Fall owl banding has begun!

Here on Point LaBarbe the fall season of owl banding for 2022 has made its start! Before we get into the details of how the past few days have gone, the owl banders, Jodi and I, would like to introduce ourselves.

My name is Jodi Pinder, and I am the Lead Owl Bander for the 2022 fall season. I enjoy nature, rock climbing, birding, and art. I graduated from the University of New Haven with a Bachelor’s degree in Marine Biology in 2014. Not long after graduating I found my love for ornithology and have since worked with Common Loons, Black-capped Chickadees, Northern Bobwhite, Dark-eyed Juncos, and now owls! I have always had a love for raptors and am very excited for this season and all that it has to offer.

Here is Jodi with a Northern Saw-whet Owl (NSWO) that had just been processed.

Hi everyone! My name is Hannah Glass, and I am the Assistant Owl Bander this fall. I graduated from Virginia Tech with a Bachelor’s degree in Wildlife Conservation in 2020. I gained a passion for birds at a young age through birding with my dad and have pursued avian field jobs since college and post-graduation, working with Cerulean Warblers, Tree Swallows, Saltmarsh Sparrows, Yellow Rails, Black Rails, and Golden-cheeked Warblers. Owls, however, have always been one of my favorite families of birds, so I am extremely excited to get to help study them this fall!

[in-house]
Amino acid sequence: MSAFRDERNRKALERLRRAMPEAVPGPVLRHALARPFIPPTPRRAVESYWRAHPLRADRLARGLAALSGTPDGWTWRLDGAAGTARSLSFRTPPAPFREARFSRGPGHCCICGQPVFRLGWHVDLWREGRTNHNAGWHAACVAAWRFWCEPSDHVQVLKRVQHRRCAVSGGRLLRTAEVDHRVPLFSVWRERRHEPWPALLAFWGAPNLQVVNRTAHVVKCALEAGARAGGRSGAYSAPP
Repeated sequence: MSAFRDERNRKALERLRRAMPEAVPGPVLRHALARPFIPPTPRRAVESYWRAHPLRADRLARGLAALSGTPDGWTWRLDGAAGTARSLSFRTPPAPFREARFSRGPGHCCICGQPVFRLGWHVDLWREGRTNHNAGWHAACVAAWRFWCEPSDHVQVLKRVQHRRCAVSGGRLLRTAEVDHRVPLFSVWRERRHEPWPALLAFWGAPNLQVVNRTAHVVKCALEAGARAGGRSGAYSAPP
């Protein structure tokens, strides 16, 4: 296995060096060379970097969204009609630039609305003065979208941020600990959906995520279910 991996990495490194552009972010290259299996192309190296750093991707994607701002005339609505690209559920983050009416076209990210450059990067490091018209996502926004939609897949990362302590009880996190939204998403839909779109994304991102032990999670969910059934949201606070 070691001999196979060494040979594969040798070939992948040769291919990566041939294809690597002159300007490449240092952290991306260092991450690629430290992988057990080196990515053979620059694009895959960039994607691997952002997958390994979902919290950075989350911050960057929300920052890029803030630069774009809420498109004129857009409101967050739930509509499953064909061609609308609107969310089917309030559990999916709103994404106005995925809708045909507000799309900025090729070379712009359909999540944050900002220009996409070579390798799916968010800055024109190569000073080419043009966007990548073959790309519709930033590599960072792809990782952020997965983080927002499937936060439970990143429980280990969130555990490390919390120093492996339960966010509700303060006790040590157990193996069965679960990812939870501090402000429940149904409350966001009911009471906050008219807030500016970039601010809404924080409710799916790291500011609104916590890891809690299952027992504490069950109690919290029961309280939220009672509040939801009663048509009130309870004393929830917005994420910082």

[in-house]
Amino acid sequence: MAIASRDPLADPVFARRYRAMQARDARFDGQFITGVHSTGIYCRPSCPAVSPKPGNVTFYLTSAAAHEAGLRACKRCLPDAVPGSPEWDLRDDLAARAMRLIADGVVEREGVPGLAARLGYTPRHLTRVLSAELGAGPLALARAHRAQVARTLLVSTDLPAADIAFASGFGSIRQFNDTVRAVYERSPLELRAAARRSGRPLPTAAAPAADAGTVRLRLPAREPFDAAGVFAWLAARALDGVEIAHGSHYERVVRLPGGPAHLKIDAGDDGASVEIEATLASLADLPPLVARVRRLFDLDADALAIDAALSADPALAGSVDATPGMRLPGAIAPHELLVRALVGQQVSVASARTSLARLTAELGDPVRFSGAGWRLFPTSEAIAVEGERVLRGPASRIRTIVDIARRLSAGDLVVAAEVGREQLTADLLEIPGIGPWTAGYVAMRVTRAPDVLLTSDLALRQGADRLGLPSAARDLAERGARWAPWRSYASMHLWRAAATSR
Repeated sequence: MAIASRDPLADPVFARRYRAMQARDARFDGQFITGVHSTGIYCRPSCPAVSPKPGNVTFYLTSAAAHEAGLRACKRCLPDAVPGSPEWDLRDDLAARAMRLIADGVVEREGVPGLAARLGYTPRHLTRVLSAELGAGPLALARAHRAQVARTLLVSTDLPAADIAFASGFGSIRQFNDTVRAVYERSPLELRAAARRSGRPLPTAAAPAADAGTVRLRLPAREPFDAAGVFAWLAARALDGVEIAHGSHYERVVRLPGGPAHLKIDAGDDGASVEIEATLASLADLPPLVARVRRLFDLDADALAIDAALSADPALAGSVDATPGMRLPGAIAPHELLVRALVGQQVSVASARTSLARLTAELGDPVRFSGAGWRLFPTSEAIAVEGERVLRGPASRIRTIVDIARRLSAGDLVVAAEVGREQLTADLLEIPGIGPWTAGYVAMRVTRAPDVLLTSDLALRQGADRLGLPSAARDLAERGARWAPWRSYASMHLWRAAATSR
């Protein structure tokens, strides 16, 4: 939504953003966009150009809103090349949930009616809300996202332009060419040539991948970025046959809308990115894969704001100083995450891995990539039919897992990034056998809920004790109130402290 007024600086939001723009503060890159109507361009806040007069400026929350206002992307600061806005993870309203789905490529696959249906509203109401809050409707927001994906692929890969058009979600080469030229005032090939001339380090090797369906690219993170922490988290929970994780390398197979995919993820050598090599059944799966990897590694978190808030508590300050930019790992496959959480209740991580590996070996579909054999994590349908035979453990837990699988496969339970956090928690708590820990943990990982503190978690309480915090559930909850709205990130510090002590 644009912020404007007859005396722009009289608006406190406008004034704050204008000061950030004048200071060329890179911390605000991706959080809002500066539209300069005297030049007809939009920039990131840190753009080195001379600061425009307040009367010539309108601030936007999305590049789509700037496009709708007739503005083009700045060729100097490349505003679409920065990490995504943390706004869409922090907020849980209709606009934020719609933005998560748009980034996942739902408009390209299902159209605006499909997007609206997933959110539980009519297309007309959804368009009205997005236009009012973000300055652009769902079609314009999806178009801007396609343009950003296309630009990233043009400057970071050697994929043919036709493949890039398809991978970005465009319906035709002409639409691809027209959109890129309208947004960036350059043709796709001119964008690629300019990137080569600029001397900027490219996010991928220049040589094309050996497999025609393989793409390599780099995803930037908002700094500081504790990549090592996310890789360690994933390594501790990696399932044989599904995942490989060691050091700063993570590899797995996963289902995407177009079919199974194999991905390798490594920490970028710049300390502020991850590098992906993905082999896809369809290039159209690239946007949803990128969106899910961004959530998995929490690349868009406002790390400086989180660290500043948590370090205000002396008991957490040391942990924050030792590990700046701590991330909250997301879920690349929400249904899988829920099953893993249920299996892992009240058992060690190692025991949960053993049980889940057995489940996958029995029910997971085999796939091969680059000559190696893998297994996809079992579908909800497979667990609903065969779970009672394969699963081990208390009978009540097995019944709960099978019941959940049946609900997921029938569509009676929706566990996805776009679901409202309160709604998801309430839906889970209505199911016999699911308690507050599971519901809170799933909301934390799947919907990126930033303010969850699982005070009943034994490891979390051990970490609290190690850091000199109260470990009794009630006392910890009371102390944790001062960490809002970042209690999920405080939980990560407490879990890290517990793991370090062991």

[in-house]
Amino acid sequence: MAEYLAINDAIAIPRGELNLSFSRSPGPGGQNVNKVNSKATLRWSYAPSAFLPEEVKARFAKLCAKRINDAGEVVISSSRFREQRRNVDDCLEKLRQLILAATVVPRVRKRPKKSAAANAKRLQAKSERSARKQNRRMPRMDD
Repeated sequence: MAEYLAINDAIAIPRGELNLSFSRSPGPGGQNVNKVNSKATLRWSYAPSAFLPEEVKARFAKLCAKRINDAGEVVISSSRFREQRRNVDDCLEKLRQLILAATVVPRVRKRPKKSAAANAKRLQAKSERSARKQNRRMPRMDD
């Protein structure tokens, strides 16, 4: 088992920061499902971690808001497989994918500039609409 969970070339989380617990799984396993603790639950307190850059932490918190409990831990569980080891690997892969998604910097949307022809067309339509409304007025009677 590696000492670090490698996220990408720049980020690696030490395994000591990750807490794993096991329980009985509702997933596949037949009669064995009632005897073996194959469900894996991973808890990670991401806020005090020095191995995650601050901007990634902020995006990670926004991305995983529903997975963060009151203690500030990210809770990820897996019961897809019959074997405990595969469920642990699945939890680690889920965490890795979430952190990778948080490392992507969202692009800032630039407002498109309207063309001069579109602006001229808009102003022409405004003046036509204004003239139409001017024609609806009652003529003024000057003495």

Here I have a hatch-year female NSWO. Hatch year means that this owl was born this year, 2022. You can determine the age of an owl using the wing molt and the sex using weight and wing measurements.

Alright, now it’s time for the good stuff: all things owls! This fall it was decided to start the banding season a bit earlier than in past years due to owls typically being caught right at the start date of the season (~September 18th). We started on September 15th, hoping to catch any owls that started moving southbound a little early. However, the weather the first few days made for unsuccessful nights. In turn, the first owl (NSWO) of the season was not caught until the early morning hours of September 19th, a day later than that of an average season. The next day proved even more successful with a total capture of 5 NSWO, leaving us with a total of 6 NSWO to this date! As the season picks up, we are looking forward to larger numbers of owls moving through the straits. Stay tuned!

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